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Covid-19 has changed how we live, including how we use technology

Danny McConnell


Danny McConnell is technology partner at Deloitte in Belfast

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The long months of lockdown accelerated some digital trends (Joe Giddens/PA)

The long months of lockdown accelerated some digital trends (Joe Giddens/PA)

PA

The long months of lockdown accelerated some digital trends (Joe Giddens/PA)

It’s fair to say our digital habits have been evolving rapidly over the past 10 years, from the explosion of social media to the increased use of things we now take for granted, such as video calling.

We’ve seen over the past six months how reliant on technology the world has become and it’s doubtful that a lot of businesses (and families) could have functioned at all without it.

The long months of lockdown has accelerated some digital trends that were already on the way, such as the continued rise of entertainment streaming, but have also introduced some unexpected ones – for example who knew quite so many sensible adults would be so keen to embrace quirky, co-ordinated dance moves and make themselves TikTok famous.

According to Deloitte’s Digital Consumer Trends 2020 report, one in five UK adults (21%) – the equivalent of 10.3 million consumers - purchased at least one new digital device as a result of spending more time at home because of the Covid-19 pandemic.

The mandatory ‘working from home’ conditions most people found themselves in undoubtedly caused a spike in first instance as people prepared for the long-term transition to the home office.

Up to 21.2 million digital devices were purchased during the first two months of the lockdown period, including two million printers and monitors. However, not all devices have seen an uptick in usage, with ownership of desktop or tower computers falling from 45% to 40% in 2020.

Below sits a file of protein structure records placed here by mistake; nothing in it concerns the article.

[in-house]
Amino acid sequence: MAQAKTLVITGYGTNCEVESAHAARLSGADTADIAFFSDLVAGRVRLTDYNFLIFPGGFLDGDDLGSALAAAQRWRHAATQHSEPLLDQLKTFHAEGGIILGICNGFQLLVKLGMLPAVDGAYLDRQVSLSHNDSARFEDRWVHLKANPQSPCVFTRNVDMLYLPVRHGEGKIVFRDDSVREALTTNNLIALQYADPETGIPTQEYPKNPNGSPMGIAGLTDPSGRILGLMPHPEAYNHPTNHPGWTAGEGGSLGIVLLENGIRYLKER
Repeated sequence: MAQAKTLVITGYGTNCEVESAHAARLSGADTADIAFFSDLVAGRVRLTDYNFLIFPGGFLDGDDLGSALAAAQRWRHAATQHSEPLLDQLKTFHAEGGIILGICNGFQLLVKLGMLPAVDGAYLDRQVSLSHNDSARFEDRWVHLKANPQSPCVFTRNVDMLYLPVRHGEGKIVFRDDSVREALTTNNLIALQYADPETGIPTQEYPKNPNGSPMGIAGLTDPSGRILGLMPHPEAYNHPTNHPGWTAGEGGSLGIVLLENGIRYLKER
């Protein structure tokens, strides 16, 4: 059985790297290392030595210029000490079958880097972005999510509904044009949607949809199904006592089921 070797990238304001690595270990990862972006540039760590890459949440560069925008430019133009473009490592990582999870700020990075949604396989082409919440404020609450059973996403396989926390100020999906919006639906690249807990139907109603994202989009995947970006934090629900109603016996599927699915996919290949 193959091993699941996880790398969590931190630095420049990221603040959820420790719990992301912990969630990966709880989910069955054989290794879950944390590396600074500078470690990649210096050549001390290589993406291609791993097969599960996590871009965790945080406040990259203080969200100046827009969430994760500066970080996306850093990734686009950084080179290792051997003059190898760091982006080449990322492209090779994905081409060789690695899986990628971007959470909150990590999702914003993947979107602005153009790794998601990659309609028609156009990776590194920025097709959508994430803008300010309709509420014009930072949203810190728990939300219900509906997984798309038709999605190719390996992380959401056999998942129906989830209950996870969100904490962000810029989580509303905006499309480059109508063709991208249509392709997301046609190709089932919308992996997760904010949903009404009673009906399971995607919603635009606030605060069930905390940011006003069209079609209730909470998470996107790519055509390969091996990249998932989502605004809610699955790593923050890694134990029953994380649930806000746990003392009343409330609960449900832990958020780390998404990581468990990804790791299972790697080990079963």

So, although our dependency on technology increased significantly this year, the trends show that not all forms of technology we consider standard household items will be part of our furniture in the future. The new generation of lifestyle technology on the other hand, seems set to continue to play an ever increasing role in our day to day lives.

Deloitte’s research, carried out in the midst of lockdown in May and surveying the digital habits of 4,150 respondents between the ages of 16 and 75, found that UK adults used 170.3 million devices daily during the first two months of lockdown, equating to 3.5 devices on average per person.

Games consoles, laptops, smart speakers and e- readers saw the highest uptick in usage. Among those who own the devices, daily usage of games consoles rose by 10 percentage-points, with 44% of owners using their console daily, up from 34% in 2019.

Meanwhile, daily smart speaker usage rose from 59% to 66%, laptop usage rose from 67% to 73% and e-reader usage rose from 30% to 34%.

When it comes to the most popular digital device in the market, the smartphone, it’s clear we really couldn’t have survived lockdown without them. Some 91% of UK consumers now own a smartphone, with 62% agreeing that they used their phone a lot more during the lockdown. The same proportion (62%) say that their smartphone has helped them to feel less isolated from family and friends while social distancing restrictions have been in place.

Perhaps unsurprisingly, fitness bands and smart watches both experienced a decline in usage as consumers spent more time at home as a result of the pandemic.

But the shift wasn’t huge, with 60% of fitness band owners using their device daily during the lockdown period, down from 64% in 2019, while daily smart watch usage declined from 64% to 62%.

This comes despite an overall increase in the adoption of wearables, from 27% to 31% in the last year.

But the pandemic has also prompted some people who were once hesitant or passive to the idea of smart speakers or fitness bands, to purchase these kinds of technologies given the increased amount of time they’re spending at home.

Much like smartphones, computers and tablets we anticipate that household and health devices will see a surge in popularity. Health devices in particular are likely to increase in popularity as a result of Covid-19, with many more willing to invest in this technology to track their fitness levels and even detect symptoms of illness early on.

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